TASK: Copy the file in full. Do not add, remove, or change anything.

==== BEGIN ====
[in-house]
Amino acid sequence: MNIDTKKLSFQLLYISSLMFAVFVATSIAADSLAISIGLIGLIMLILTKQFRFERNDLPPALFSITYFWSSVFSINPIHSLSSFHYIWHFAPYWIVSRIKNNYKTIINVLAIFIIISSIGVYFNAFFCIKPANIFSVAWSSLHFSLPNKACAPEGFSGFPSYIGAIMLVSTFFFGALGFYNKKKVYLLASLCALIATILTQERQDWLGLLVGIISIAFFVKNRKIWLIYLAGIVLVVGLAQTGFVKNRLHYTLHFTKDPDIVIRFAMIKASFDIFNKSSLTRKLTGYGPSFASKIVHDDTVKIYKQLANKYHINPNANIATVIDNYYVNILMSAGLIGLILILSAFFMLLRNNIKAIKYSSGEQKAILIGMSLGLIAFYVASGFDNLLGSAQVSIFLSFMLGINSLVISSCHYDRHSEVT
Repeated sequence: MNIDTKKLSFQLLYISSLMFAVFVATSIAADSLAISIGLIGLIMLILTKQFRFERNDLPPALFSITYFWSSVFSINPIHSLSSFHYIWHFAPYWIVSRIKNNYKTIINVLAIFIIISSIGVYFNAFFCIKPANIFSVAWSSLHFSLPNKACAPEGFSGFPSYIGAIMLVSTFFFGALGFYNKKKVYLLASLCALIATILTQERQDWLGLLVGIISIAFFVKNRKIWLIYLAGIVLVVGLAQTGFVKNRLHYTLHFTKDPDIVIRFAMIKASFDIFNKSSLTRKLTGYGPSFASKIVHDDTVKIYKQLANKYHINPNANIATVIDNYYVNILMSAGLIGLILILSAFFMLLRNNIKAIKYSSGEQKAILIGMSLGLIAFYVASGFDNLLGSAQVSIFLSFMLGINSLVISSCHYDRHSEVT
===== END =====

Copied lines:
[in-house]
Amino acid sequence: MNIDTKKLSFQLLYISSLMFAVFVATSIAADSLAISIGLIGLIMLILTKQFRFERNDLPPALFSITYFWSSVFSINPIHSLSSFHYIWHFAPYWIVSRIKNNYKTIINVLAIFIIISSIGVYFNAFFCIKPANIFSVAWSSLHFSLPNKACAPEGFSGFPSYIGAIMLVSTFFFGALGFYNKKKVYLLASLCALIATILTQERQDWLGLLVGIISIAFFVKNRKIWLIYLAGIVLVVGLAQTGFVKNRLHYTLHFTKDPDIVIRFAMIKASFDIFNKSSLTRKLTGYGPSFASKIVHDDTVKIYKQLANKYHINPNANIATVIDNYYVNILMSAGLIGLILILSAFFMLLRNNIKAIKYSSGEQKAILIGMSLGLIAFYVASGFDNLLGSAQVSIFLSFMLGINSLVISSCHYDRHSEVT
Repeated sequence: MNIDTKKLSFQLLYISSLMFAVFVATSIAADSLAISIGLIGLIMLILTKQFRFERNDLPPALFSITYFWSSVFSINPIHSLSSFHYIWHFAPYWIVSRIKNNYKTIINVLAIFIIISSIGVYFNAFFCIKPANIFSVAWSSLHFSLPNKACAPEGFSGFPSYIGAIMLVSTFFFGALGFYNKKKVYLLASLCALIATILTQERQDWLGLLVGIISIAFFVKNRKIWLIYLAGIVLVVGLAQTGFVKNRLHYTLHFTKDPDIVIRFAMIKASFDIFNKSSLTRKLTGYGPSFASKIVHDDTVKIYKQLANKYHINPNANIATVIDNYYVNILMSAGLIGLILILSAFFMLLRNNIKAIKYSSGEQKAILIGMSLGLIAFYVASGFDNLLGSAQVSIFLSFMLGINSLVISSCHYDRHSEVT